Use this URL to cite or link to this record in EThOS: http://ethos.bl.uk/OrderDetails.do?uin=uk.bl.ethos.678046
Title: Systemic stimulation of mesenchymal stem cell and growth factors following trauma
Author: Tan, Hiang Boon
Awarding Body: University of Leeds
Current Institution: University of Leeds
Date of Award: 2013
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Abstract:
Bone healing following trauma is known to be associated with an early increase in serum concentrations of several pro-inflammatory and angiogenic growth factors. However, the temporal pattern of growth factors (GFs) involved in bone formation and their relationship with trauma severity has not been explored. Furthermore, to what extent osteogenic progenitors, including mesenchymal stem cells (MSCs) are ‘mobilized’ following trauma is unknown. This study investigated the systemic levels of four GFs (PDGF-AA, TGF-β2, follistatin and angiogenin) over the first two weeks following trauma in three groups of patients with increasing severity (Isolated trauma (n=15), Polytrauma (n=15), and Head injury (n=14)) and compared to Healthy Controls (n=9). The dynamics of GF release measured by ELISA was correlated with clinical and biochemical inflammatory parameters and the healing outcome assessed by clinical and radiological parameters as well as requirement of surgical re-interventions. Potential MSC mobilization from their iliac crest bone marrow (ICBMA) niches into peripheral circulation was measured by standard colony-forming assay-fibroblast, at least twice following trauma. Further correlations were sought with circulating levels of platelets, PDFG-BB and PDGF-AA. Growth factors described as anabolic for bone (PDGF-AA and angiogenin) had an initial suppression following trauma (50% and 80% by day 1, respectively), whereas inhibitory GF follistatin was upregulated compared to control (1.5-fold by day 1). This effect was more pronounced with increasing trauma severity. The variability of TGF-β2 was too high to allow differences between trauma groups to be detected. The dynamics of all GFs were not correlated with the inflammatory state of the patients, assessed both clinically (Systemic Inflammatory Response Syndrome score) and biochemically (total white cell count, C-reactive protein and platelet levels). However, there was a significant correlation between levels of time-matched PDGF-AA and platelets (p<0.01, r=+0.61), independent of trauma severity. A marked suppression of TGF-β2 throughout the time course which reached statistical significance in the first week following trauma (5-fold, p<0.05) was observed in patients identified as ‘poor healers’; the same group additionally displayed an altered dynamics of follistatin release compared to patients who healed normally. The numbers of ICBMA MSCs were dynamic over time in the same patient, but did not correlate with trauma severity or patients’ inflammatory state. Instead, significant correlations were observed between the changes in ICBMA MSC numbers and changes the levels of PDGF-AA (p<0.01, r=+0.55), and PDGF-BB (p=0.03, r=+0.38) and circulating platelets (p=0.02, r=+0.44). No MSCs were found in patients’ peripheral blood at any time point studied. These data indicated that measuring GFs implicated in BMP signalling pathway may lead to the discovery of novel biomarkers of fracture non union. Measuring patient’s inflammatory response following fracture did not correlate with the release of growth factors studied suggesting that these phenomena were independent. Limited MSC mobilization in the bone marrow (but not into PB) did take place but appeared to be related to platelet counts and a possible release of PDGF-AA and PDGF-BB GFs, which are known to be mitogenic for MSCs. It was not linked to trauma severity or predictive of the healing outcome. Further research is needed to investigate the predictive value of TGF-β2 and follistatin in a larger cohort of patients. Whilst this is the first study showing a ‘dynamic’ nature of the MSC pool in human BM, further work should determine whether the influence of platelets is due to enhanced MSC migration or their proliferation in situ.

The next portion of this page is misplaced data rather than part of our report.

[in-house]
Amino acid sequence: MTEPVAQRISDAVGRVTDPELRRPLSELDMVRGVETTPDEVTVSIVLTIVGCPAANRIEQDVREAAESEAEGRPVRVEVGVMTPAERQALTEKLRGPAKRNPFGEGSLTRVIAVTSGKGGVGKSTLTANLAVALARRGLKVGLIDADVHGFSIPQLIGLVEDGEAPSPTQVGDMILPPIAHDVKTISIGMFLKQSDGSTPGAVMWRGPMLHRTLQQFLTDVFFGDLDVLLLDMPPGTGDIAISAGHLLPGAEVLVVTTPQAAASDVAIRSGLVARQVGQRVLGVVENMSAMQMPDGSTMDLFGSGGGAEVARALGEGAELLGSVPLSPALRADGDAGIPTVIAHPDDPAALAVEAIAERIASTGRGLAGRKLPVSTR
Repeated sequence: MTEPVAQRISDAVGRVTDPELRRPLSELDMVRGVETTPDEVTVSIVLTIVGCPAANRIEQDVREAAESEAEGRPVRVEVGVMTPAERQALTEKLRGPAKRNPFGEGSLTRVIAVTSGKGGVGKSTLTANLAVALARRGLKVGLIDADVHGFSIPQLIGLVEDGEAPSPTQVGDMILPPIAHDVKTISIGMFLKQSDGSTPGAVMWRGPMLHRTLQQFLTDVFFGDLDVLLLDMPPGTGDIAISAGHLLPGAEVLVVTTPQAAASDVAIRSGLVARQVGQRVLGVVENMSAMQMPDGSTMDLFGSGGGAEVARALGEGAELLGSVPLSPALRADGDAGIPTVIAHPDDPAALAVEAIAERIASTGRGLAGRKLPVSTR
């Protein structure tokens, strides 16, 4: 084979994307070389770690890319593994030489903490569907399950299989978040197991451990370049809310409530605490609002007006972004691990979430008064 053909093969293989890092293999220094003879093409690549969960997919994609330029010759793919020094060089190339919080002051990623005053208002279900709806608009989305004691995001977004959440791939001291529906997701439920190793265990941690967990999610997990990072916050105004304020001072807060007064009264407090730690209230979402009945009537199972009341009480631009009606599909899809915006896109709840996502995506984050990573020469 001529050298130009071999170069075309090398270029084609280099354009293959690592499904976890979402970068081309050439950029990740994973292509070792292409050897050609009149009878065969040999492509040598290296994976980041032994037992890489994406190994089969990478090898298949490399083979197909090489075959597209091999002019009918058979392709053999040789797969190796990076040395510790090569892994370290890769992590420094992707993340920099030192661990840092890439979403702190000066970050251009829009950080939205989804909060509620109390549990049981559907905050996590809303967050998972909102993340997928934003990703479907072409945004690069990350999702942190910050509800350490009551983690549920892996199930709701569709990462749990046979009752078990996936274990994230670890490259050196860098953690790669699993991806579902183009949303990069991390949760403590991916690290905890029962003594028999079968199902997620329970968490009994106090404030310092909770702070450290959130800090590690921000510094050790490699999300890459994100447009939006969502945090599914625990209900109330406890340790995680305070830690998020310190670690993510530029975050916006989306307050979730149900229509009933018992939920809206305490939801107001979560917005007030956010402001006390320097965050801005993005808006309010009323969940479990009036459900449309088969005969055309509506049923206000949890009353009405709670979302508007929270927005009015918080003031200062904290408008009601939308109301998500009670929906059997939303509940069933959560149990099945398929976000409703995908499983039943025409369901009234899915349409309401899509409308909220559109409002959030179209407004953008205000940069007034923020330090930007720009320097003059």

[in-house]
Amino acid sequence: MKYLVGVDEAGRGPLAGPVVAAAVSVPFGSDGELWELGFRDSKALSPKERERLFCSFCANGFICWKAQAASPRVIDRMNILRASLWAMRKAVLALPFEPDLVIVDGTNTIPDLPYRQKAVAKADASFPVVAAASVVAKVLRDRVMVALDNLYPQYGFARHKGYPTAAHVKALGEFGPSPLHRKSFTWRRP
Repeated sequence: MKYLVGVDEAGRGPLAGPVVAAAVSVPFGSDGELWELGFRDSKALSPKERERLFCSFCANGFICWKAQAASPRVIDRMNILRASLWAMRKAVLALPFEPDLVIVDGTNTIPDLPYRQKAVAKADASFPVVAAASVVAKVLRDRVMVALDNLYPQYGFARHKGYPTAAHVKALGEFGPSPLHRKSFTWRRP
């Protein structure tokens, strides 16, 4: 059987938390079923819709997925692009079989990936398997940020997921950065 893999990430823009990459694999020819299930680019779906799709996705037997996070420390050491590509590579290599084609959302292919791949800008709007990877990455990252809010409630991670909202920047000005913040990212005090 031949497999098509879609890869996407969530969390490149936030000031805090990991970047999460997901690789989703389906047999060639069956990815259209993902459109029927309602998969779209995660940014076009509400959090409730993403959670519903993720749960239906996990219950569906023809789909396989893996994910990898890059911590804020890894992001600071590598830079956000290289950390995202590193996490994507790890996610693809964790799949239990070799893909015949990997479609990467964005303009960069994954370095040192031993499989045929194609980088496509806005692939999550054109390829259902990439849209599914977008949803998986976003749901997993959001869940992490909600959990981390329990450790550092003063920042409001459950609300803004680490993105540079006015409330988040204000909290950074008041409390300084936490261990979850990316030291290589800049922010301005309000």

Supervisor: Giannoudis, Peter ; Jones, Elena ; McGonagle, Dennis Sponsor: Not available
Qualification Name: Thesis (M.D.) Qualification Level: Doctoral
EThOS ID: uk.bl.ethos.678046  DOI: Not available
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